Other things to know: Having a premium Chase card like the Sapphire Preferred also lets you transfer 1:1 to travel partners such as Hyatt, United, Southwest, Marriott and more, which can often get you even more value. I always pay attention to the travel partners affiliated with the card, which can help make our family vacation dollars stretch even further.  This flexibility can give you more options for travel.

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Card to consider for earning points

Barclays Advantage® Aviator® Red World Elite Mastercard®

Why it may be a good option to consider: It earns 60,000 American AAdvantage miles after your first purchase and payment of the $95 annual fee (no additional spending requirement)

Annual fee: $95 a year

Other things to know: Of course, you’ll need to fly  American Airlines to use this option. Other airlines and hotels have co-branded cards as well if your loyalties lie elsewhere.

Remember: smart spending habits are key, no matter which card you choose

For all of these cards, the most important thing to keep in mind is that it’s best to start with a plan first of where you want to go. Then figure out the miles and points that can help you get there – it doesn’t make sense to get a Hilton card if your trip has you stay at a Marriott! Once you figure out which miles and points will help you on your trip, then make a plan to apply for those cards.

Above all else, make sure that you have the financial ability and discipline to stick to your financial budget and pay off your credit card bills in full every month!  If you don’t, then any rewards, points, miles or perks will be quickly eaten up by late fees, interest charges and the like.  If you have outstanding credit card debt, most experts would probably say focus first on paying that off before looking into the world of credit card rewards.

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Dan Miller runs – a travel site focusing on helping families (especially larger families) travel for free/cheap.  Since 2013, he has used miles and points to travel with his wife and 6 children to California, Yellowstone, Puerto Rico, Disney World, Sweden, Greece, Peru, and more.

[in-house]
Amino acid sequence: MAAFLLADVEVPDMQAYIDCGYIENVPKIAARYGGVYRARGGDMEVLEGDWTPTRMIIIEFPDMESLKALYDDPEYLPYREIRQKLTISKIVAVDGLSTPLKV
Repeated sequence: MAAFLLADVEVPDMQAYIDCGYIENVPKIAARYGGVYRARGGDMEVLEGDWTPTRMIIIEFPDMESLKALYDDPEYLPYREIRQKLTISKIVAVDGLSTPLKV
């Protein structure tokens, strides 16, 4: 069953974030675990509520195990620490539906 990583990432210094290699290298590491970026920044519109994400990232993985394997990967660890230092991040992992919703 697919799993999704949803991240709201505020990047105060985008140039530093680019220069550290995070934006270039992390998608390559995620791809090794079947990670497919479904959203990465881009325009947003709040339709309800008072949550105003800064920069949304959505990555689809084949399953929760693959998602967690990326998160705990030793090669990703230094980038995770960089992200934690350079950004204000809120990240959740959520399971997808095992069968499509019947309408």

The opinions expressed in this article are the author’s own. Haven Life Insurance Agency offers this as educational information only. Haven Life Insurance Agency is not affiliated with, and does not endorse the companies discussed here, or offer the products, services and/or strategies discussed here.

The offers,  terms and conditions outlined here are for your information only and reflect publicly available information at the time this article was published. Credit card offers, terms and conditions can change at any time so be sure to verify with the respective credit card company(ies) prior to making any travel arrangements.

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About Adam Weinberg

Adam Weinberg is the Brand Director for Haven Life, where he’s working hard to make life insurance easy. Adam is a creative problem solver who uses unique brand moments to create meaningful customer experiences.  Adam has more than a decade of diverse editorial, marketing, and branding experience, including work on several award-winning campaigns for various digital media companies.

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Our editorial policy

Haven Life is a customer-centric life insurance agency that’s backed and wholly owned by Massachusetts Mutual Life Insurance Company (MassMutual). We believe navigating decisions about life insurance, your personal finances and overall wellness can be refreshingly simple.

Our editorial policy

Haven Life is a customer centric life insurance agency that’s backed and wholly owned by Massachusetts Mutual Life Insurance Company (MassMutual). We believe navigating decisions about life insurance, your personal finances and overall wellness can be refreshingly simple.

Our content is created for educational purposes only. Haven Life does not endorse the companies, products, services or strategies discussed here, but we hope they can make your life a little less hard if they are a fit for your situation.

Haven Life is not authorized to give tax, legal or investment advice. This material is not intended to provide, and should not be relied on for tax, legal, or investment advice. Individuals are encouraged to seed advice from their own tax or legal counsel.